Obamacare repeal will mandate a fight within the party that invented it - the GOP | Mulshine

on December 01, 2016

 Mitt Romney campaigns in South Carolina back in 2012; Romney said he would repeal Obamacare, but he invented it

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Mitt Romney's name is still being bandied about in discussions of who will be Secretary of State in the Donald Trump administration.

But imagine Trump had chosen Mitt Romney as secretary of Health and Human Services.

With him in charge, the Republicans could have repealed Obamacare and replaced it with Romneycare - without any meaningful changes in the law.

Both systems have as their linchpin the individual mandate to buy health insurance. And the Republicans who have pledged to end Obamacare seem to forget that the approach originated with Republicans like Romney and the mainstream GOP.

Trump ended up picking U.S. Rep. Tom Price of Georgia as HHS secretary. That was widely reported as a move to end the Obamacare approach. But that's not necessarily so, according to one free-market health-care policy expert who's been against the mandate since before it was cool.

That's Michael Cannon of the libertarian Cato Institute in Washington. From the beginning of this fight a decade ago, Cato opposed the individual mandate while the conservative Heritage Foundation championed it - and got it into the system Romney enacted as governor of Massachusetts.

"At the time libertarians said, 'You can't reform health care this way. This is a government takeover,'" Cannon said. "Libertarians tried to convince conservatives this was a lousy idea, but they only learned that when the Democrats picked it up and enacted it into law."

Price, who is a doctor, has positioned himself as a prime opponent of the Affordable Care Act, as Obamacare is formally known.

But Cannon said the reform that Price proposes still incorporates what MIT economist Jonathan Gruber termed the "three-legged stool:" price controls, subsidies and an individual mandate.

Gruber is the outspoken expert who worked on both Romneycare and Obamacare  and said of them "It's the same F-ing bill."

It was indeed, said Cannon, and the Price plan would not be all that different. Many conservatives, including Price, want to replace the subsidies of Obamacare with "refundable tax credits" - credits that you get even if you don't pay taxes.

But a refundable tax credit is just a subsidy in disguise, said Cannon. If the federal government pays $2,000 to help you buy health insurance, then it doesn't really matter whether that money goes directly to the insurer or goes to you so you can give it to the insurer.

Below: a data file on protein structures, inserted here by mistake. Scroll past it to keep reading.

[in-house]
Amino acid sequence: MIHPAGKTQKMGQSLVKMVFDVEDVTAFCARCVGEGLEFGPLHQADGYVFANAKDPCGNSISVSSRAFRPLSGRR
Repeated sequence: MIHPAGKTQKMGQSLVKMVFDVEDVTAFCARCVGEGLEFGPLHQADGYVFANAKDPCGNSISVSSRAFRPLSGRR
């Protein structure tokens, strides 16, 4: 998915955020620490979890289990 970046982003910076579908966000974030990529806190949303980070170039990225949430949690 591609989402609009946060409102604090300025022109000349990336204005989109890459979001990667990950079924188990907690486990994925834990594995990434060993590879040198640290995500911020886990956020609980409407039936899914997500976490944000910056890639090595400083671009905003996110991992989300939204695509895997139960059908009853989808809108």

And if the government has to say what plans are acceptable, then that's another leg holding up Gruber's stool.

All that's left is the mandate. But if the penalty for not buying health insurance is that you lose a $2,000 tax credit, then that's not going to feel much different than paying a $2,000 tax penalty under Obamacare. That's three legs on the stool.

If a Republican Congress going to pull that stool out from under you, then they'd better give you something else to sit on. That would be a Health Savings Account, said Cannon.

Here's how that would work: Say your current employer pays $13,000 a year for your insurance. Now that $13,000 would go into a tax-free account you control. You could use perhaps $5,000 to buy a bare-bones catastrophic coverage policy. Then you can use the rest to either pay medical bills or to save for future expenses.

Imagine HSA's were in effect from the beginning for the 78 million baby boomers born between 1946 and 1964. As they now move into retirement, many would have tens of thousands set aside for health-care needs.

Great idea, but it's a little late for most Americans. So the other side in this argument will likely say that most Americans need some sort of health coverage with premiums controlled by the government. That means a fight.

Other parts of Price's plan will also be controversial, said Cannon. Like House Speaker Paul Ryan, Price wants to change Medicare so that most recipients are on private plans.

That's a good idea, he said, but it means Medicare will be "Obamacare with a public option," said Cannon. And the party that's rejecting the Obamacare approach for most Americans will have a tough time arguing that it's preferable for seniors - especially when preserving Medicare was a key issue for the tea-partiers.

Cannon said the only part of the plan that should be uncontroversial among the Republican majority is a plan to change Medicaid into a system of block grants to be administered by the states. That was actually passed as part of the 1996 welfare-reform bill, he recalled, but the Congress backed down under the threat of a Bill Clinton veto.

But the next president won't be named Clinton.

As for the one named Trump, his deal-making skills better be as good as advertised if he really wants to take on reforming health care.

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